Tycoon vows to woo ‘elite’ to Royal High School hotel
A HOTEL industry tycoon has vowed to bring the world’s “elite” leisure travellers to Edinburgh if the city seizes a “once-in-a-lifetime opportunity” to convert one of its most celebrated landmarks.
Radha Arora, president of Rosewood Hotels, has launched a charm offensive to try to persuade councillors to back the creation of an “ultra-luxury” hotel at the former Royal High School.
He said the company’s global database of potential guests from the Americas, Asia, the Middle East and Europe would also help bring the “highest level” of government and corporate business to the city.
Hong Kong-base Rosewood, which boasts 18 hotels around the world, has pledged to create 260 jobs if its planned 147-room hotel, which is pencilled in for a 2018 opening date, gets the green light.
The fate of the £75 million hotel hangs in the balance over huge opposition to the six-storey extensions planned for either side of the A-listed building which its developers insist are necessary to meet the demands of a “world-class” hotel operator.
Celebrities including Mick Jagger, David Beckham, Samuel L Jackson and Lewis Hamilton are among those to have stayed at Rosewood’s hotels in London and New York.
The Duke and Duchess of Cambridge have also visited The Carlyle, Rosewood’s hotel in New York, where Scottish actor Alan Cumming regularly performs.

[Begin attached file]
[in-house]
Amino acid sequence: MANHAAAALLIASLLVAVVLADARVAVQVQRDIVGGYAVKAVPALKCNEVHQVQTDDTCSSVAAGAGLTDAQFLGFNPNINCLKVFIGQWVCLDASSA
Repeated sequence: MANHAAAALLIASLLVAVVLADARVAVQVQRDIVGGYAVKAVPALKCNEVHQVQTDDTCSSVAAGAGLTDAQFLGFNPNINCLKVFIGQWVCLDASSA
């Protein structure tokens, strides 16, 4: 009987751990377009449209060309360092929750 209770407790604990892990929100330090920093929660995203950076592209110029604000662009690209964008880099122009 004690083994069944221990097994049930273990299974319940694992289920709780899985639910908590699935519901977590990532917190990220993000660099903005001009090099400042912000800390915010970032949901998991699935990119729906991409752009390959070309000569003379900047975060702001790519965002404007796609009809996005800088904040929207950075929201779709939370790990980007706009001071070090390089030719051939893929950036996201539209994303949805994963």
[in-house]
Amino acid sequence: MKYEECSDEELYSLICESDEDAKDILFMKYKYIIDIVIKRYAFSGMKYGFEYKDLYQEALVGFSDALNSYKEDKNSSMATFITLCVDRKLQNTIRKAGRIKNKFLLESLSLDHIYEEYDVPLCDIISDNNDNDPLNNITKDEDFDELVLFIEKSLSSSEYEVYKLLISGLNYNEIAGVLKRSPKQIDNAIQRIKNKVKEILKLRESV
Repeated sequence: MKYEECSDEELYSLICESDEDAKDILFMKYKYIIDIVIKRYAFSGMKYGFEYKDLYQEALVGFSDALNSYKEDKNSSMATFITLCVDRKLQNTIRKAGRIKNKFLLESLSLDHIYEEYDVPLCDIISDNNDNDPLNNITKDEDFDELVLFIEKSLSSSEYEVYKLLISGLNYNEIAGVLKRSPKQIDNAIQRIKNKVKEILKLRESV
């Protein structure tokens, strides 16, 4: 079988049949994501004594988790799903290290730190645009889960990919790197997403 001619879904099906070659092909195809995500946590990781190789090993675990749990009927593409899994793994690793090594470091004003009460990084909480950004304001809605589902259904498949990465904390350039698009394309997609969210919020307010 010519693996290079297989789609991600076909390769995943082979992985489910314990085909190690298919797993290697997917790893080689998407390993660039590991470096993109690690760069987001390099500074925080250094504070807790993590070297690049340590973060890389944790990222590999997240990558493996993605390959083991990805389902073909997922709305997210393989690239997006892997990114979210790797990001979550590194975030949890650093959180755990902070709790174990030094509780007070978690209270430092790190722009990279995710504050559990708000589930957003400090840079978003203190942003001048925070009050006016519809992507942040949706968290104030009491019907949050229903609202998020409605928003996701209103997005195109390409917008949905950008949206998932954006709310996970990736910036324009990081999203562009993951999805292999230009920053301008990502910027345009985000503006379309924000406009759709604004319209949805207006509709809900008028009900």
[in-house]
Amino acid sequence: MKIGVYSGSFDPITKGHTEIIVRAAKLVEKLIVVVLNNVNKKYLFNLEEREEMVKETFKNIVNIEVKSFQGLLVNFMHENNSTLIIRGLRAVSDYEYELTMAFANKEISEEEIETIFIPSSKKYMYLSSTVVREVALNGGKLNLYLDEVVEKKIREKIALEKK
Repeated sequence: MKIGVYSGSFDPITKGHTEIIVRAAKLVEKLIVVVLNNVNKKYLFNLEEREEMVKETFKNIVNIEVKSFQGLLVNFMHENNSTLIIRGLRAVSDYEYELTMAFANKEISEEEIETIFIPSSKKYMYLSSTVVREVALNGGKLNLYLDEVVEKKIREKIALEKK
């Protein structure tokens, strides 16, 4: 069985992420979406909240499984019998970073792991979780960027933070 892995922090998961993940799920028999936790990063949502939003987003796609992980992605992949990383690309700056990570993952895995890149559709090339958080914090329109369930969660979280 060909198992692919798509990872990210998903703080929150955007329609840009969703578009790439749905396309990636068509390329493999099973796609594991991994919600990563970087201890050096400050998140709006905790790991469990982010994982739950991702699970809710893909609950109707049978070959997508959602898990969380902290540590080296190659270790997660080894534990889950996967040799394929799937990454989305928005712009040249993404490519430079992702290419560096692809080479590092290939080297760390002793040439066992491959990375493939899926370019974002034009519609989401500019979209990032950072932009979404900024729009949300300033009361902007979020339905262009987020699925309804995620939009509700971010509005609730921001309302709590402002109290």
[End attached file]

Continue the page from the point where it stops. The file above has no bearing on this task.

Rosewood Edinburgh, which is being designed by the Glasgow architect Gareth Hoskins, would be the company’s first foray into Scotland and only its fourth hotel in Europe. At least 260 jobs are expected to be created if Rosewood wins permission for its planned 147-room hotel, which is pencilled in for a 2018 opening date.
Mr Arora said the proposed hotel would be “a place of which all Scots will be genuinely proud”. He has also pledged to make its bars and restaurants “among the most exciting places to eat and drink in Edinburgh”.
Mr Arora’s personal letter to the council raises the stakes over the controversial development, which critics fear will see the Capital stripped of its World Heritage status.
Developers won a contest to find a new use for the building, which dates back to 1829, five years ago. But it has been embroiled in controversy since images showing the impact of the extensions – which have been compared to “Mickey Mouse ears” – were released earlier this year.
Many experts believe the project will be called in by the Scottish Government if it is given the go-ahead by the city council this month due to concerns raised by experts at two of its agencies – Historic Scotland and Scottish Natural Heritage.
In his letter to the council, Mr Arora said: “Located within a city world famous for its culture, heritage and history, Rosewood Edinburgh will become an iconic symbol of Scottish style and hospitality that will delight future generations of residents and visitors alike.
“It will be a place of which all Scots will be genuinely proud and which they will view as their retreat, their local eatery and their guest house.
“Rosewood has a strong and established presence in the Americas, the Middle East and Europe in addition to deep roots within Asia. This immediate access to a substantial database of potential guests for Rosewood Edinburgh.
“With an innate understanding of the needs and expectations of today’s travellers, we will target elite leisure guests in addition to the highest level of corporate, government and smaller group business. A once-in-a-lifetime opportunity such as this deserves a worthy operator that has time and time again been involved in creating and managing iconic landmarks.”